Today I was reflecting on my recent ‘dramas’ with a friend and we both came to the conclusion that perhaps it is not the issues that are really my issue yet my overly trusting nature. This friend used the Beatrix Potter story of Jemima Puddle-Duck as an allegory for my own naivety. For those unfamiliar with the story, the character Jemima is a duck who seeks a place to lay her eggs in peace and is invited in by a “foxy” man and has to be rescued by the farm dog, Kip.
I have also been perhaps overly trusting in the universe’s whim (if not my own) to share sensitive details with someone who is a perfect stranger. Yet something tells me, in all of my spiritual being, that sharing what I did was the right thing. And so, in knowing that it was the right thing to do, is there regret to be had even if the information is used against me? If not trusting in my own gut – my own Third Eye, the Universe -, who can I trust? What can I trust? What can any of us? Sometimes I think, Like with Jemima Puddle-Duck, occasionally we all need a farm dog called Kip.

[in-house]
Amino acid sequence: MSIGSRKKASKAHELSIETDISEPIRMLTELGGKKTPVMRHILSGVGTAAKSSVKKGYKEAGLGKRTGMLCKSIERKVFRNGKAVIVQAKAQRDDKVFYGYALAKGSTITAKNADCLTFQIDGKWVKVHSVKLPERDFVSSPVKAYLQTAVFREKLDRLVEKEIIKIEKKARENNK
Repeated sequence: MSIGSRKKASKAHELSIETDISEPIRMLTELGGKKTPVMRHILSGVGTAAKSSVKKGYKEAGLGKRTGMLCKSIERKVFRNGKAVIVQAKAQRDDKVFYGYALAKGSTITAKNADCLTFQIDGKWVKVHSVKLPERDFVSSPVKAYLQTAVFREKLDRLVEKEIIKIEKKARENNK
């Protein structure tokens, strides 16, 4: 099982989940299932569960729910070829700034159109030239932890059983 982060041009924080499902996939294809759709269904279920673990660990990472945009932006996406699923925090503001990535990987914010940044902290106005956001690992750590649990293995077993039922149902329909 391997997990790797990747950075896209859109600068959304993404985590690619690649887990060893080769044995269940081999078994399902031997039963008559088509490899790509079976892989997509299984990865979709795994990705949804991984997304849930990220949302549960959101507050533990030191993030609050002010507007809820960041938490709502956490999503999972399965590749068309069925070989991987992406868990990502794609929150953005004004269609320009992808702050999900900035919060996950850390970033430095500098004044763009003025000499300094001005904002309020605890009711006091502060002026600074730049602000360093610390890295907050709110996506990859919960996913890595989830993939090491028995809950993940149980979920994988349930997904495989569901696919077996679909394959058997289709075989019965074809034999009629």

“Do not be ashamed to ask for help. It is your task to acheive your assigned duty, like a soldier in a scaling-party. What, then, if you are lame and cannot climb the parapet yourself, but this is made possible by another’s help?” – Meditations 7.7
I’ve spoken about trust before. It was one of my first posts here. Trust, will be a common theme in my life: knowing who to trust and how to trust and what to trust. Is it not a common theme in all of our lives as trust is an extension of truth after all. Truth is relative and to that end so is trust. Yet unlike truth, trust is not fluid or dictated to by perception. It is grounding and true, yet we have find it first, don’t we? Not just in others but ourselves. For me, I can trust others heartily, but I question whether I trust myself enough to make that judgement. Despite this, whatever hardship, I remember and so should you:
“Doing something? I do it with reference to the benefit of mankind. Something happen to me? I accept it in reference to the gods and universal source from which all things spring interrelated.” – Meditations 8.23
For the full story of Jemima Puddle-Duck, see here: